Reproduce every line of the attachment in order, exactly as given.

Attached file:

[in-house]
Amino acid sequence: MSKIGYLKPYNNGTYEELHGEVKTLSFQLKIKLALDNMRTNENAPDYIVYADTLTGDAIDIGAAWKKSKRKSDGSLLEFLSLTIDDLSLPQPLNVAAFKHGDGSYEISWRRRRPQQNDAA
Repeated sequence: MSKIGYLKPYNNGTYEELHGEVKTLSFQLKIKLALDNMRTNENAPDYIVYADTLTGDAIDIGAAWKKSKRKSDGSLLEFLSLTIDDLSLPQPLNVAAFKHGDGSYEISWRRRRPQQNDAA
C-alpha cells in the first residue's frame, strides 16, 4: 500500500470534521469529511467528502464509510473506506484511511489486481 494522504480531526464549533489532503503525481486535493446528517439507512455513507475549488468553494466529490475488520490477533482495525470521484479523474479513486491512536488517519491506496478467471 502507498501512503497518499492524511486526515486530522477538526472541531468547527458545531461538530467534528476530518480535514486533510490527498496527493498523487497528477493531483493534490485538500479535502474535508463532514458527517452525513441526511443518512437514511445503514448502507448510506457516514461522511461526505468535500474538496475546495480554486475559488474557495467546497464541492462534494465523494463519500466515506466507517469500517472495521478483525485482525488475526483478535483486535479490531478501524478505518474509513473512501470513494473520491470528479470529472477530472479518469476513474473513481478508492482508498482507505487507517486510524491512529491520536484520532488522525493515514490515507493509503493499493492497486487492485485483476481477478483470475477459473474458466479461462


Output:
[in-house]
Amino acid sequence: MSKIGYLKPYNNGTYEELHGEVKTLSFQLKIKLALDNMRTNENAPDYIVYADTLTGDAIDIGAAWKKSKRKSDGSLLEFLSLTIDDLSLPQPLNVAAFKHGDGSYEISWRRRRPQQNDAA
Repeated sequence: MSKIGYLKPYNNGTYEELHGEVKTLSFQLKIKLALDNMRTNENAPDYIVYADTLTGDAIDIGAAWKKSKRKSDGSLLEFLSLTIDDLSLPQPLNVAAFKHGDGSYEISWRRRRPQQNDAA
C-alpha cells in the first residue's frame, strides 16, 4: 500500500470534521469529511467528502464509510473506506484511511489486481 494522504480531526464549533489532503503525481486535493446528517439507512455513507475549488468553494466529490475488520490477533482495525470521484479523474479513486491512536488517519491506496478467471 502507498501512503497518499492524511486526515486530522477538526472541531468547527458545531461538530467534528476530518480535514486533510490527498496527493498523487497528477493531483493534490485538500479535502474535508463532514458527517452525513441526511443518512437514511445503514448502507448510506457516514461522511461526505468535500474538496475546495480554486475559488474557495467546497464541492462534494465523494463519500466515506466507517469500517472495521478483525485482525488475526483478535483486535479490531478501524478505518474509513473512501470513494473520491470528479470529472477530472479518469476513474473513481478508492482508498482507505487507517486510524491512529491520536484520532488522525493515514490515507493509503493499493492497486487492485485483476481477478483470475477459473474458466479461462